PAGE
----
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Get Organized without Losing it by Janet S. Fox

Kids today have a lot to keep track of—and keep organized. Schoolwork, friends, activities, chores…rooms, backpacks, lockers, desks…and what about fun? Here’s friendly, practical, humorous help for kids who want to manage their tasks, their time, and their stuff—without going overboard or being totally obsessed. Tips, techniques, strategies, and examples empower kids to conquer clutter, prioritize tasks, handle homework, prepare for tests, plan projects, stop procrastinating, and start enjoying the benefits of being organized: less stress and more success. Lists and steps make it doable; jokes and cartoons make it enjoyable. Recommended for any kid who’s frustrated, overwhelmed, and sick of hearing “Clean your room!” “Where’s your homework?” and “You’re going to be late AGAIN!”

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Life Skills by Mark Twain Media (Grades 5+)

Guide students in grades 5 and up toward a healthy lifestyle, both physically and financially, using Life Skills: Preparing Students for the Future. This 128-page book covers topics such as work ethic, nutrition, exercise, sexually transmitted diseases, drugs, and preparing financially for the future. Graphic organizers, self inventories, puzzles, real-life situations, and cloze activities provide creative opportunities for students to assess their own lifestyles and make good choices for the future.

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Real Kids, Real Stories, Real Change by Garth Sunden

Inspire kids and teens to personal, community, and social action with this book of thirty true stories of young people overcoming adversity to achieve great things and make a difference around the world. Compelling, funny, inspiring, and poignant, the book features kids and teens who used their heads, their hearts, their character, their courage, and sometimes their stubbornness to help others and do amazing things. Inside you’ll find examples of youth volunteering, kids making a difference, and young people initiating community and social action to change their world. What makes these kids so special? Eleven-year-old Tilly saved the lives of 100 people in Thailand because she knew the warning signs of a tsunami. Ten-year-old Jean-Dominic won a battle against pesticides—and the cancer they caused in his body. Fifteen-year-old Malika fought against segregation in her Alabama town. Six-year-old Ryan raised over one million dollars to drill water wells in Africa. And thirteen-year-old Bethany, a competitive surfer, lost her left arm (and almost her life) to a shark, but got back on her surfboard.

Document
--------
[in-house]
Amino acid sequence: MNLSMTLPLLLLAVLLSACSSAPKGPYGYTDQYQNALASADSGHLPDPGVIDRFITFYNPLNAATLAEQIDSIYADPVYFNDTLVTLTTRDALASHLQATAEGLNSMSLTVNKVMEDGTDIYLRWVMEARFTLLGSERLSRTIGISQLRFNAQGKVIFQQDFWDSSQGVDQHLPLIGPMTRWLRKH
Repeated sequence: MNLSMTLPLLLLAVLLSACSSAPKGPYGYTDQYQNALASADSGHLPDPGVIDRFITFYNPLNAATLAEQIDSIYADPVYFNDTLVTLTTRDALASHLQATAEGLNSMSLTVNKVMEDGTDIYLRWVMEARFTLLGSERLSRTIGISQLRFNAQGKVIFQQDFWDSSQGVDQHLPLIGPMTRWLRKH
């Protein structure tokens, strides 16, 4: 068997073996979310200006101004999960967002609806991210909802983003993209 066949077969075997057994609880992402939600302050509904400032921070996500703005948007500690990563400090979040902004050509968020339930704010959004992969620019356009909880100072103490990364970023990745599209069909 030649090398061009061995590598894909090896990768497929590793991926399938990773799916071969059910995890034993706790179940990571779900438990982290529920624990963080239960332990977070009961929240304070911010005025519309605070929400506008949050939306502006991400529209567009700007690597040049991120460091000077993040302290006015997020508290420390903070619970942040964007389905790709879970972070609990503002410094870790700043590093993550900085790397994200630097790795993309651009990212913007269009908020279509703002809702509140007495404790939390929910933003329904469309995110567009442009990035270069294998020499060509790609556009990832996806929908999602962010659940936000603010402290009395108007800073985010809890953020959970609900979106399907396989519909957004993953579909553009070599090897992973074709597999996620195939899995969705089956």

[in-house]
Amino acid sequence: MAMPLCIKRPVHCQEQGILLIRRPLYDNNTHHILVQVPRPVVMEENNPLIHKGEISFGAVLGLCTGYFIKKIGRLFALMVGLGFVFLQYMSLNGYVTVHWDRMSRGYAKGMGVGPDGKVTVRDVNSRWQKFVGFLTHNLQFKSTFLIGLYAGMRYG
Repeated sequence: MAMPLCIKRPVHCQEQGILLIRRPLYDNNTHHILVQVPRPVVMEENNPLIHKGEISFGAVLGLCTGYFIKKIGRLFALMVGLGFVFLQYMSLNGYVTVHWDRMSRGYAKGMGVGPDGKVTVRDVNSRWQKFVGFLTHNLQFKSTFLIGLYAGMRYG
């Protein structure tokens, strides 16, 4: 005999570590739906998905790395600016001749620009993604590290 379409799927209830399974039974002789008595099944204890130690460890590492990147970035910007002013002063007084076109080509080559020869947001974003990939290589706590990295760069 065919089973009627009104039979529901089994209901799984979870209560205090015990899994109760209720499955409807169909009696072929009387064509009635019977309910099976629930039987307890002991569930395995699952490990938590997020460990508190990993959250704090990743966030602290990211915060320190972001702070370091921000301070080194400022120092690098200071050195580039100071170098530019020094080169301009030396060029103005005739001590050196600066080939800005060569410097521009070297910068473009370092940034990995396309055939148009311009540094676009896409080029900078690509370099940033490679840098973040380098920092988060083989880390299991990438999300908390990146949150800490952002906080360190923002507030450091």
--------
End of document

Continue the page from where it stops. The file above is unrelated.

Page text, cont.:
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See you Later, Procrastinator! by Pamela Espeland

Kids today are notorious for putting things off—it’s easy for homework and chores to take a backseat to playing video games, hanging out with friends, watching television, or surfing online. Full-color cartoons and kid-friendly text teach kids how to get motivated, stay motivated, and get things done. Kids learn 12 reasons why people procrastinate and 12 Procrastination Busters that can help; 20 ways to kiss procrastination good-bye; tips for avoiding setbacks like the dreaded Domino Effect; and Mighty Motivators and Fun Rewards to keep them on track. See You Later, Procrastinator! gives kids lots of ways to kick the procrastination habit and feel more in charge of their lives.

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Starting your Own Business by Cecilia Minden (Grades 4-8)

Do you have a great idea? Do you think customers would pay to buy your product or service? Read this book to learn more about starting your own business and why good math skills are necessary if you want to make your business a success.

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The Teen’s Ultimate Guide to Making Money When You Can’t Get a Job by Julie Fryer Grade 6+

Whether it was in a department store, fast-food chain, or kiosk in the mall, everyone remembers his or her first job—even more so, you probably remember that first paycheck. But with the current job crisis, it has become harder and harder to enjoy the fruits of your labor. Now more than ever, it has become necessary to think outside the box to reel in the dough.

Making money is about making smart decisions. The Teen’s Ultimate Guide to Making Money When You Can’t Get a Job will put you on the right track to start earning your spending money, even if you cannot land a traditional first job. You will learn how to start exploring other options, such as pet sitting, babysitting, and tutoring. You will also grasp just how to leverage the Internet to help you make money by taking paid surveys, blogging, or even teaching your parents and their friends how to use social networks. Most importantly, you will discover how to take your hobbies and turn them into your personalized income generator.

This book not only covers how to make that money, but it also teaches you how to save it and how to make it grow, presented specifically with teenagers in mind. You will learn which credit cards are the best when you are first starting out. You will learn how to set (and stick to) a budget to help save for something you really want, whether it is for a car or your college education.

This book contains inspiring stories from young adults just like you who have found self-employment a boon in a tough economy and are flourishing despite the tough times. If you have been hitting the pavement but are coming up short in the job department, all is not lost. With The Teen’s Ultimate Guide to Making Money When You Can’t Get a Job in your back pocket, you can start making money on your own without having to depend on your parents’ finances.

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Web-Links: Here is the link to our resources available, in our HCOS Web-Link Library, on the topic of Career Education.